I can’t recommend Jacob’s New Dress highly enough. This is a book that explores gender norms in a warm, affectionate, and hopeful way. Jacob loves typical little boy things and he also loves some typical little girl things, like wearing dresses and playing princess. He gets teased by Christopher, and he definitely gets his feelings hurt. When he asks his mother to help him make a dress he can wear to school, she hesitates and there’s a beautiful moment in the text where her hesitation gives Jacob a “can’t-breathe” feeling. Jacob’s parents were especially interesting to me, as they clearly want to support their son but feel conflicted. They are comfortable with him wearing dresses at home; at the same time, their impulse is to discourage him from wearing dresses to school because they know he is likely to be teased and bullied. His mother ultimately helps him make a dress, and his father, while acknowledging that wearing a dress wouldn’t be his own personal choice, agrees that Jacob looks great. The writing by Sarah and Ian Hoffman is sensitive and positive without being heavy-handed, and the illustrations by Chris Case are very engaging. I read this book to my older son (who will be a sixth-grader), and it led to a rich and interesting conversation about kids who are different, bullies, and why it’s important to be true to yourself.
Up! Tall! and High! by Ethan Long certainly deserves its Geisel Gold. This is going to be a great title to recommend to all my readers who love Mo Willems.
I should have hated Anthony Browne’s One Gorilla. It has two huge strikes against it: (1) it’s a counting book and, except for Mac Barnett’s Count the Monkeys, I LOATHE counting books; and (2) it’s full of gorillas and monkeys, which I find to be rather terrifying animals. But it’s Anthony Browne, so of course I loved it. My son and I poured over the illustrations.
Iggy Peck, Architect, written by Andrea Beaty and illustrated by David Roberts, didn’t quite work for me, though my husband and son loved it. I think the problem, for me, is that I came to it confused about what it was, and my expectations got in the way of my enjoyment. For some reason, I thought this was a more serious look at a child who loved to build things and grew up to become an architect. But it’s not serious at all. It’s actually a whimsical and wacky story. Which normally would work just fine for me because I love whimsy and wackiness. But in this case, I was disappointed. Part of that may have been the writing: I don’t like rhyme, and some of the rhyme felt forced to me. But I did adore Roberts’s illustrations. As an object, this book is practically perfect.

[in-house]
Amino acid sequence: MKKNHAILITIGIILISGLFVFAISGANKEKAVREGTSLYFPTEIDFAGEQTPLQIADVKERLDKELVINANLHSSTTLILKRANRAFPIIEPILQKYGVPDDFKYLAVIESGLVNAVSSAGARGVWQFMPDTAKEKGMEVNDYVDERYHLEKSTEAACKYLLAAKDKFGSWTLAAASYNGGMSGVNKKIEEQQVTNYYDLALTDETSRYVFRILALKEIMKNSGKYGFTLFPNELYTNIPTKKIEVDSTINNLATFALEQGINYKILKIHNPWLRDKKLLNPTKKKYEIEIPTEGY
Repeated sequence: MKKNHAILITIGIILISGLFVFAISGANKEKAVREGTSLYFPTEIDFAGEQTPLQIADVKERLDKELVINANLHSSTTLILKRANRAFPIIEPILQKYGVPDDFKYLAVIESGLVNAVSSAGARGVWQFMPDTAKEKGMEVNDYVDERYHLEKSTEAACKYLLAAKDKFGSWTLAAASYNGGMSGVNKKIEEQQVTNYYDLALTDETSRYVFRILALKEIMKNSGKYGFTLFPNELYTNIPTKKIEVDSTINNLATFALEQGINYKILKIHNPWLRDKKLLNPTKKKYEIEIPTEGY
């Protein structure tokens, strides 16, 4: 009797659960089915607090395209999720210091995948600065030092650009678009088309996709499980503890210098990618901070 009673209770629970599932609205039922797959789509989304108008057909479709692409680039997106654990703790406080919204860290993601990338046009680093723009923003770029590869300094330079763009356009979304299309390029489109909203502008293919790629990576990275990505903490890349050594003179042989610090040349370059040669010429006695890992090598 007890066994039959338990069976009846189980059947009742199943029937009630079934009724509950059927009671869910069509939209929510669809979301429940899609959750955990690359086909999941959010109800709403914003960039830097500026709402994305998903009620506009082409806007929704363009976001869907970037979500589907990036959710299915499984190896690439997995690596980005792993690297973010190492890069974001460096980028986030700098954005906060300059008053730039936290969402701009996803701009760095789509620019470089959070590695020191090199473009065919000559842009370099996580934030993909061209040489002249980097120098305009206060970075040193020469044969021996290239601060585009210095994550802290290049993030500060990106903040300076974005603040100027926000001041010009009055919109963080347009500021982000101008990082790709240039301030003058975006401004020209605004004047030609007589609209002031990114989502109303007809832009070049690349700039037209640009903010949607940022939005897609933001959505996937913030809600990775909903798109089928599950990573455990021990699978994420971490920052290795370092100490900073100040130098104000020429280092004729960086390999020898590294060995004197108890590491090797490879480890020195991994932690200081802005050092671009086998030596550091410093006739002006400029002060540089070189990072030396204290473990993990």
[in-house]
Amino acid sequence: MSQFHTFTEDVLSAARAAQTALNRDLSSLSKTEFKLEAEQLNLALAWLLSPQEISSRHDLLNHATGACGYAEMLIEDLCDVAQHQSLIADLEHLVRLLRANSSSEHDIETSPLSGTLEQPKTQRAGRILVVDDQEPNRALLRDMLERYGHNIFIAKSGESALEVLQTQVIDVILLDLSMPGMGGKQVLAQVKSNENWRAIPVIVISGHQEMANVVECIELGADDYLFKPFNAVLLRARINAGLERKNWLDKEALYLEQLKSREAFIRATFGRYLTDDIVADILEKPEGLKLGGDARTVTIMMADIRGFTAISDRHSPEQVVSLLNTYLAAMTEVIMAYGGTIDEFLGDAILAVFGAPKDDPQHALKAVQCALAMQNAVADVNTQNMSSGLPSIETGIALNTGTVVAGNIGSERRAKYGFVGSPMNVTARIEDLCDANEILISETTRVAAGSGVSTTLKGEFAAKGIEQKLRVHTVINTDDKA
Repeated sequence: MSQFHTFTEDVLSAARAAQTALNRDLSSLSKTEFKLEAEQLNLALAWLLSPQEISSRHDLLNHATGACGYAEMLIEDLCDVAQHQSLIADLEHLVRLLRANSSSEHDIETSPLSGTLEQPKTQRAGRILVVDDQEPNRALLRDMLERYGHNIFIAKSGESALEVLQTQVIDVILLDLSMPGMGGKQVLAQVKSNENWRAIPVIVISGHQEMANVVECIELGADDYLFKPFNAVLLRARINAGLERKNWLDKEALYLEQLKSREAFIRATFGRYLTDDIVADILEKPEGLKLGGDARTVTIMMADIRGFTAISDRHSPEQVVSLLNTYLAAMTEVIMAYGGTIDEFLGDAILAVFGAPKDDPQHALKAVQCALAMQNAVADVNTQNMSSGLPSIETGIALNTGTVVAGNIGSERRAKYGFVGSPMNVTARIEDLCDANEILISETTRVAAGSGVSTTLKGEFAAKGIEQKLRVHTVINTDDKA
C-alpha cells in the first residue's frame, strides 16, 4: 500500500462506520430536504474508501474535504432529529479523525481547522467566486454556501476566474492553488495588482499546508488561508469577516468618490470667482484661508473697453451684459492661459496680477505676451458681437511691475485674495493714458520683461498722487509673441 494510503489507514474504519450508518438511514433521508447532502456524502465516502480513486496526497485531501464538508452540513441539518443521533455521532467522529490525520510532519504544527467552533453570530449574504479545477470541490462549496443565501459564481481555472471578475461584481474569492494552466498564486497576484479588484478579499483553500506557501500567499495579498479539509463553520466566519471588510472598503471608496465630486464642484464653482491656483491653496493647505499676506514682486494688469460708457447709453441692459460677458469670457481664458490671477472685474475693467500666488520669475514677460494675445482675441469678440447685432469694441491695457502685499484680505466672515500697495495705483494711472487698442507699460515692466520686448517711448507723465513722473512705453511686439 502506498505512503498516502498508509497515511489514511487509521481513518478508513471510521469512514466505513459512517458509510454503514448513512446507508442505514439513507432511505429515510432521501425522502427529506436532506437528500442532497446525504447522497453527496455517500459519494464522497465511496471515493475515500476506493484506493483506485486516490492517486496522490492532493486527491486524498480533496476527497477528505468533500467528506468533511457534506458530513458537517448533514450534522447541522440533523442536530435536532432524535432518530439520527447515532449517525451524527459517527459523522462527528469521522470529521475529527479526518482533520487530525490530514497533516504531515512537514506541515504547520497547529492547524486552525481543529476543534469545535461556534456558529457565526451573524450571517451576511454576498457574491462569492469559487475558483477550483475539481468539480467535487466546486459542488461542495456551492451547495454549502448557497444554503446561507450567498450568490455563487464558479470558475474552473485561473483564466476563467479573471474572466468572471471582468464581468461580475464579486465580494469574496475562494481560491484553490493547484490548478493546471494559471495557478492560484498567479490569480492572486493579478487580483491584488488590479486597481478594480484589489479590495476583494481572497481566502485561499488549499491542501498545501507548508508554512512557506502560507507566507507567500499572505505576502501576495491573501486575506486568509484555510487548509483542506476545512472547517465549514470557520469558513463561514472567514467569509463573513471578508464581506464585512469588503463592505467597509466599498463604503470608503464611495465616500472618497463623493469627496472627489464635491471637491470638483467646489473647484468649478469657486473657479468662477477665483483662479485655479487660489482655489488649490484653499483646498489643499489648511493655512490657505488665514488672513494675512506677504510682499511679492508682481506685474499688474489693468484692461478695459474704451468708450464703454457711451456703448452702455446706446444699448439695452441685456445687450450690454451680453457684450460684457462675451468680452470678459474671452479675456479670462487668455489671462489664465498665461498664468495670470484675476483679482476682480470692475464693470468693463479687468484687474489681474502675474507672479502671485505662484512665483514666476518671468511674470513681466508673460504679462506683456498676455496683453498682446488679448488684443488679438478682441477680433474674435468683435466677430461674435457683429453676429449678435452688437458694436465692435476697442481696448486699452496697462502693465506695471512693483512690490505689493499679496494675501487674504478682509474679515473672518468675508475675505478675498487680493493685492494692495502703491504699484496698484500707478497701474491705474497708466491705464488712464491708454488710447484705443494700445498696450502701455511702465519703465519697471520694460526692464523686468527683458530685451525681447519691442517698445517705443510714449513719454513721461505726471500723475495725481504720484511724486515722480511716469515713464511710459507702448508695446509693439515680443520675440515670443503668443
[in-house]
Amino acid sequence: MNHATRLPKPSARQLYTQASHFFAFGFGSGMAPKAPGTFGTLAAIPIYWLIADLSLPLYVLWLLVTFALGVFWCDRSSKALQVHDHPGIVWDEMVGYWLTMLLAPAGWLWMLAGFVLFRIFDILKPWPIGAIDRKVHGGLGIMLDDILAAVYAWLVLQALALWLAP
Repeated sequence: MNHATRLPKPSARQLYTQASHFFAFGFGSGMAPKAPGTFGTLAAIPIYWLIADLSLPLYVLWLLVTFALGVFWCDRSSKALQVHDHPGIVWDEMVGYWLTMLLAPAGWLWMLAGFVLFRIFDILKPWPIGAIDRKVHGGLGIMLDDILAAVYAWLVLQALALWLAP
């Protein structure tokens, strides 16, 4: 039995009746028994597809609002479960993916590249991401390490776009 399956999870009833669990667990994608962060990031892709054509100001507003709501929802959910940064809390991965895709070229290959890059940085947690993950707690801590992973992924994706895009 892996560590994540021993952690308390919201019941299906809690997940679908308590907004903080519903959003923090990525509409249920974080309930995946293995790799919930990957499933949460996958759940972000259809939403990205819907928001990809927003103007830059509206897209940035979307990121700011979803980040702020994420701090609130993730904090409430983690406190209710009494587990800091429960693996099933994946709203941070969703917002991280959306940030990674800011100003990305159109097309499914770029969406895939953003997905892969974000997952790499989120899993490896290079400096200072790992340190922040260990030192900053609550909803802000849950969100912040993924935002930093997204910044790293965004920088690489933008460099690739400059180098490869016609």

I was very impressed by the writing in Tony Johnston’s My Abuelita and have been looking for more of her books. (Which shouldn’t be hard to find because she’s written over 70 of them!) That Summer is the first one I found at the library, beautifully illustrated by Barry Moser, and boy, is it a tearjerker. It’s narrated by a boy whose younger brother has a terminal illness, and it’s about the last stages of that illness and the brother’s death. Very hard material, very well done.
We continued rereading the Mr. Putter and Tabby series with Mr. Putter & Tabby Feed the Fish, which features a couple of my all-time favorite illustrations of Tabby, who likes the pet fish Mr Putter purchases from the pet store just a little too much. These books are so, so perfect.